Australia has an increasing number of people sleeping rough on its streets, most of whom are male, middle-aged, unemployed and suffering mental health or drug problems.
That's the snapshot painted by the Australian Institute of Health and Welfare (AIHW), which has come up with the country's first comprehensive analysis on who is sleeping rough and why.
The idea for the report was in part sparked by findings in the 2016 Census which reported that 8200 Australians were living on the streets, sleeping in parks or cars, squatting or living in improvised dwellings on the night the survey was taken.
Using data collected by government-funded specialist homelessness services providers, the institute found that about 13,700 people were sleeping rough during the 2011/12 financial year and sought help.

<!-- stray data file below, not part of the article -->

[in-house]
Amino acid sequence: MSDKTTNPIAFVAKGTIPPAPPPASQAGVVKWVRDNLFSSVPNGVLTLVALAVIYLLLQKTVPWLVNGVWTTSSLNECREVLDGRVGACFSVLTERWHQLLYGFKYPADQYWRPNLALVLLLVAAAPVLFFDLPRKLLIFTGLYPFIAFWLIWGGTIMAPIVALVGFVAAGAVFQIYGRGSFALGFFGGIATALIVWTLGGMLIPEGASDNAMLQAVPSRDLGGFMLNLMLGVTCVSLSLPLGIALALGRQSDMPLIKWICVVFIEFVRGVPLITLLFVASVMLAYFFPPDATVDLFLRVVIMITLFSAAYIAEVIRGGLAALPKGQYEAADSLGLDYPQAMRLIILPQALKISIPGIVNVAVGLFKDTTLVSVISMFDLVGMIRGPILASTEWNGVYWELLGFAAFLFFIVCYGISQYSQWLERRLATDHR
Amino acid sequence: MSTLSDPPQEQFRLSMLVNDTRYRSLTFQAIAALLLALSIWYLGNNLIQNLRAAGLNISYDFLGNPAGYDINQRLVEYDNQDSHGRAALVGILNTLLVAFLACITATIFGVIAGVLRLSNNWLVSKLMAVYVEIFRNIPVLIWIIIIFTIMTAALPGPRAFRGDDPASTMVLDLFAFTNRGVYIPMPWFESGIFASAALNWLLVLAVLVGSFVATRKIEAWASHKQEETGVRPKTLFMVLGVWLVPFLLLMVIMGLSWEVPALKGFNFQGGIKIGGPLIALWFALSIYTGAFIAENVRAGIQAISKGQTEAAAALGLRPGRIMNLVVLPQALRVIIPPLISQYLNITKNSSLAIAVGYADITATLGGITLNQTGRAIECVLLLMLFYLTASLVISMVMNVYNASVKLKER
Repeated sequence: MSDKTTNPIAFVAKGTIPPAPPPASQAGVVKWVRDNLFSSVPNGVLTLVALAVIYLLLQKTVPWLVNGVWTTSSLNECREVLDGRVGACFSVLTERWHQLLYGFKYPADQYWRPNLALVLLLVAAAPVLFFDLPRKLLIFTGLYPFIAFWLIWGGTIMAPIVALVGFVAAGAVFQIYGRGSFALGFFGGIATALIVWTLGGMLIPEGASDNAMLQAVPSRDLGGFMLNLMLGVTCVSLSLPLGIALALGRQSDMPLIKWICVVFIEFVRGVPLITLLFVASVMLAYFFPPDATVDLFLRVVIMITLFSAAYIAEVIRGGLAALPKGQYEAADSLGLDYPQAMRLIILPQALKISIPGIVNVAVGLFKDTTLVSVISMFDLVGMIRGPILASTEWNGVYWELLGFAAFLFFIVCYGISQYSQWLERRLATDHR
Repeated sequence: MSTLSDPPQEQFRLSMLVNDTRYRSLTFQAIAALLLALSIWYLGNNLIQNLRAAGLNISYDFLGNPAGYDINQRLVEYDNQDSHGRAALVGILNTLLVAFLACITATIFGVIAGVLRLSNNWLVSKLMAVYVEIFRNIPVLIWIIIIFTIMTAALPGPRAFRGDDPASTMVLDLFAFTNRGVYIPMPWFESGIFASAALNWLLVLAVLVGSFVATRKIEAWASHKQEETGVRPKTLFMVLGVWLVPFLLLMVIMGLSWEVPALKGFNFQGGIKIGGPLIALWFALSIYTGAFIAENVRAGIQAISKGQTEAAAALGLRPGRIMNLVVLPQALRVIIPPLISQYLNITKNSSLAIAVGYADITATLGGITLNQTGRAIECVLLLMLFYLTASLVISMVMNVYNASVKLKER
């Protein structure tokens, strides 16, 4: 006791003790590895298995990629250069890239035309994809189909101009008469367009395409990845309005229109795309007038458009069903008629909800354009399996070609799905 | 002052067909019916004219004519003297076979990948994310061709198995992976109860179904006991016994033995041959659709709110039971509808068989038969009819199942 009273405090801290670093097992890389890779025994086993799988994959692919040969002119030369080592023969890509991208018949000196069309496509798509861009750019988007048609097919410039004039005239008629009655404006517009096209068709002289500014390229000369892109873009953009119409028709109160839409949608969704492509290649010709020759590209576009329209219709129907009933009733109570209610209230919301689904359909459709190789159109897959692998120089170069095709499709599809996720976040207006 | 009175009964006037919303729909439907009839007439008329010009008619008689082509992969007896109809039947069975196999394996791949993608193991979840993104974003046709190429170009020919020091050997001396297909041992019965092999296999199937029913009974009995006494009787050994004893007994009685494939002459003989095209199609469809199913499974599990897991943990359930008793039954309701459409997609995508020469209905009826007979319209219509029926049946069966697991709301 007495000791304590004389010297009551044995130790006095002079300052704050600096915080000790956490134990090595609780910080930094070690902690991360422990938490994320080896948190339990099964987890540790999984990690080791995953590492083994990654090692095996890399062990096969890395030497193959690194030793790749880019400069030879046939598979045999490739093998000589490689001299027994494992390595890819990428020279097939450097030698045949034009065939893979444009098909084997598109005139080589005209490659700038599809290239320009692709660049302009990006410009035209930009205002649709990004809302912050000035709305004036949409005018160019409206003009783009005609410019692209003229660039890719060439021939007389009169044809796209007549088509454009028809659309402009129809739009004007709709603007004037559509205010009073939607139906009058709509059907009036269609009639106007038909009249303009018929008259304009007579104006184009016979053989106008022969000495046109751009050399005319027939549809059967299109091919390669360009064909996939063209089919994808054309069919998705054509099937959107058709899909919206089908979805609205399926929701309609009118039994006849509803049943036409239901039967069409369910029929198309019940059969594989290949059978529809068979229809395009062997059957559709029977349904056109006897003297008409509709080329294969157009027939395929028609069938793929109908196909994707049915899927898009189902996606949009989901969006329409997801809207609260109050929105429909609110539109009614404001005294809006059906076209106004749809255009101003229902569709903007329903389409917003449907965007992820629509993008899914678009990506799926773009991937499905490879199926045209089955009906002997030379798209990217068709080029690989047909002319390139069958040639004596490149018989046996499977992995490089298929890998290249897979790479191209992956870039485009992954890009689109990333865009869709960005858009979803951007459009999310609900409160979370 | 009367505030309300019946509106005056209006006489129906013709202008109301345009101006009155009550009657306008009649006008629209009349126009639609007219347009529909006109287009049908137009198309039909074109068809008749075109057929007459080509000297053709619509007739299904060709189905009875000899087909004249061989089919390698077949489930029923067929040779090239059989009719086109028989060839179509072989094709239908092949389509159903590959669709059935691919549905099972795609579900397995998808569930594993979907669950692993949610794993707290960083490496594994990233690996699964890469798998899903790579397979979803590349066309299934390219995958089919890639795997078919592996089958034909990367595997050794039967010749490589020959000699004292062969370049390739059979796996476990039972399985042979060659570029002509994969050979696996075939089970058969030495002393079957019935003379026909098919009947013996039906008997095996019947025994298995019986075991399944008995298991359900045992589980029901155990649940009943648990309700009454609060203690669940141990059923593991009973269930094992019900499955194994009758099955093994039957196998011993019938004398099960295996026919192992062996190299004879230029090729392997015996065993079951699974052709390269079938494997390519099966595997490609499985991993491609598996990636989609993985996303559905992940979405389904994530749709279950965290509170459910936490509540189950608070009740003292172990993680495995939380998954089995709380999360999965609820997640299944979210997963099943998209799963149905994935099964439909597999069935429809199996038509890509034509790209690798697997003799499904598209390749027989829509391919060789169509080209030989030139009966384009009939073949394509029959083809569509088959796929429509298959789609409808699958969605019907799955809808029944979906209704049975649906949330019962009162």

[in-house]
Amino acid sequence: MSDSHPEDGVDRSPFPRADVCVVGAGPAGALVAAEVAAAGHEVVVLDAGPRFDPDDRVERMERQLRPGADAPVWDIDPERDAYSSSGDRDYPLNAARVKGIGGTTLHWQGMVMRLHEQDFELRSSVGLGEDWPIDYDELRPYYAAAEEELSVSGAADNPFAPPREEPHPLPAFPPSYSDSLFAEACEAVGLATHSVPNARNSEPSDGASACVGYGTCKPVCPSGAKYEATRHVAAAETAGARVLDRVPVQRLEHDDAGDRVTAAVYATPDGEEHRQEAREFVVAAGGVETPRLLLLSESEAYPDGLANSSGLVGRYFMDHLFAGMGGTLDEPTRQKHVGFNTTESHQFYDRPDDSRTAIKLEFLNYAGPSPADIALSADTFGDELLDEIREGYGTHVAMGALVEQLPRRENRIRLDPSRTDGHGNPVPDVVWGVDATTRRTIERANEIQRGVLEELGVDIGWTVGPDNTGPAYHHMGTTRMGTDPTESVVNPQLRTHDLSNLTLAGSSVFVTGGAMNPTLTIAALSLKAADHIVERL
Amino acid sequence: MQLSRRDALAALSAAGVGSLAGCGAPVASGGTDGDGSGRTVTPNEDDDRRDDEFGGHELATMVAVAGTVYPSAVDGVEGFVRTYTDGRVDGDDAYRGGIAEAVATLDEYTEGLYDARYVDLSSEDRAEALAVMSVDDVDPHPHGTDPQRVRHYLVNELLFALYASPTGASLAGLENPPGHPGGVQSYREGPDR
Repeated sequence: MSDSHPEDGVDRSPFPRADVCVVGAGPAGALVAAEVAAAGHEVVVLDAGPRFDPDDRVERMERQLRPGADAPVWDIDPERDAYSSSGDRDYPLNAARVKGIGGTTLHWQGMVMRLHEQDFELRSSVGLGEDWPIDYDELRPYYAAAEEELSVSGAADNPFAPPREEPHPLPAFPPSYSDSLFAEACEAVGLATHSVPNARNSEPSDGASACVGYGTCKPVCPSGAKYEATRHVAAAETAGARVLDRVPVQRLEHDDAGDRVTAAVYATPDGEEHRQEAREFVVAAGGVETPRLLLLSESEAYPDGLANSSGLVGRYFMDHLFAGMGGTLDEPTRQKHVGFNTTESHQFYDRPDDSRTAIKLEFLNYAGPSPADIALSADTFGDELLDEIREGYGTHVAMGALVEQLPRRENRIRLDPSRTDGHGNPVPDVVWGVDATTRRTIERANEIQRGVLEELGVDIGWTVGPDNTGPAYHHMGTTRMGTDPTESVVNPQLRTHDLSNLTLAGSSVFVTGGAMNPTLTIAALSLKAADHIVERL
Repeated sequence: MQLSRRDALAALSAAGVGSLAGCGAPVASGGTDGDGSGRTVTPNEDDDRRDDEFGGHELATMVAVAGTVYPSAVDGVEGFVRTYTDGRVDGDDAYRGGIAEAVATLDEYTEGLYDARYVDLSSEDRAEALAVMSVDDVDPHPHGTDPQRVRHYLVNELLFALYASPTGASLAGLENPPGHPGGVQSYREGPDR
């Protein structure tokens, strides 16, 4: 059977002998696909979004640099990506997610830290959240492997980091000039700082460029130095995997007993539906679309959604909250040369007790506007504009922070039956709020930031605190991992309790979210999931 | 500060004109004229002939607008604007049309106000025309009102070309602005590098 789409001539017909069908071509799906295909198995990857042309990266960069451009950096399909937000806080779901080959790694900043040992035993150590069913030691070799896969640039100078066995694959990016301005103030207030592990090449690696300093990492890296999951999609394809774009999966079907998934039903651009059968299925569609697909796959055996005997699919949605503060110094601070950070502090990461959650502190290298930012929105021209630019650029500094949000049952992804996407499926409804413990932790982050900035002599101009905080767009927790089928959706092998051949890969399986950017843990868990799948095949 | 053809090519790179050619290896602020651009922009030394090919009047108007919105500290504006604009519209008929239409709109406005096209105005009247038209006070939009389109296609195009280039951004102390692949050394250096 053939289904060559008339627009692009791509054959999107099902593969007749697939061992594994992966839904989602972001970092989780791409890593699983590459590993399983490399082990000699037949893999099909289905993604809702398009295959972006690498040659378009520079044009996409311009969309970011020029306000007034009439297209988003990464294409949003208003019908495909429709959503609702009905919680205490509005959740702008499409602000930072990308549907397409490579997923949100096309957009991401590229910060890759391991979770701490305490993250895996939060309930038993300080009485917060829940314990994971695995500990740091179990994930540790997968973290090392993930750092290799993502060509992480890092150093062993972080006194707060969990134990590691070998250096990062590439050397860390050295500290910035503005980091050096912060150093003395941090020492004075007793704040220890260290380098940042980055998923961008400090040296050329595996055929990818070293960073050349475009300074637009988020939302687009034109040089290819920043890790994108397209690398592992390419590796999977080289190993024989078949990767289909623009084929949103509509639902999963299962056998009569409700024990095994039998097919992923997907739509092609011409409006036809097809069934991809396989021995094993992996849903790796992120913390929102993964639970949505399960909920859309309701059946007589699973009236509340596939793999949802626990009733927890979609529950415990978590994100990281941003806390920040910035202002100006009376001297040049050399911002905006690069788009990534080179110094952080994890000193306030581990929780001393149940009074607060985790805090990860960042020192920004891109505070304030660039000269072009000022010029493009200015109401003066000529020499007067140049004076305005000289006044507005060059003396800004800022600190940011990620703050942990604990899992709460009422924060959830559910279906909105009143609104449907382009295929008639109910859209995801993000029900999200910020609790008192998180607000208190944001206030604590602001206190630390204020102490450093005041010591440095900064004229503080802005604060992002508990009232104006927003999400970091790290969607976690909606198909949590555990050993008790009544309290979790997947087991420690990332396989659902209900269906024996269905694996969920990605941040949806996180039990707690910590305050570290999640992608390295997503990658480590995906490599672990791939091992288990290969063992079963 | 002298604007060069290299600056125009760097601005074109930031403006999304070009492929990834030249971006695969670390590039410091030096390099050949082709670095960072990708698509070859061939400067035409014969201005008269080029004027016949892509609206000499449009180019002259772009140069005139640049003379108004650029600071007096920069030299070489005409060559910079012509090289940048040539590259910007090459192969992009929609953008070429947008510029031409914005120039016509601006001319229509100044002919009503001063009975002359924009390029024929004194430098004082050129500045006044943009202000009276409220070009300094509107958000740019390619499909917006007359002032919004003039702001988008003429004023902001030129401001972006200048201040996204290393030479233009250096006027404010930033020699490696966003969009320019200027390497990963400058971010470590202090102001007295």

Two thirds of them were male and more than half were aged over 35.
Nearly all were unemployed, while more than two thirds were living alone.
Just under half had a mental health issue, while a third were struggling with a drug or alcohol problem.
Among the rough sleepers aged between 15 and 34, more than half (55 per cent) were female and many had experienced domestic violence.
While the latest census found that rough sleepers account for about one in 14 of the total number of homeless people in Australia, their numbers have increased by 20 per cent since 2011.
AIHW spokesman Matthew James said the data collected for the report would help homeless service providers target programs to help people.
"By looking specifically at rough sleepers over multiple years, today's report fills an important gap in the data, which will help us better understand the complexity of homelessness in Australia," he said.
A fifth of those who had been sleeping rough had experienced multiple periods of homelessness, the report found.
By the end of four-year period under review, more than a quarter of the rough sleepers had been helped to find housing.
However the housing situation for another quarter was unknown.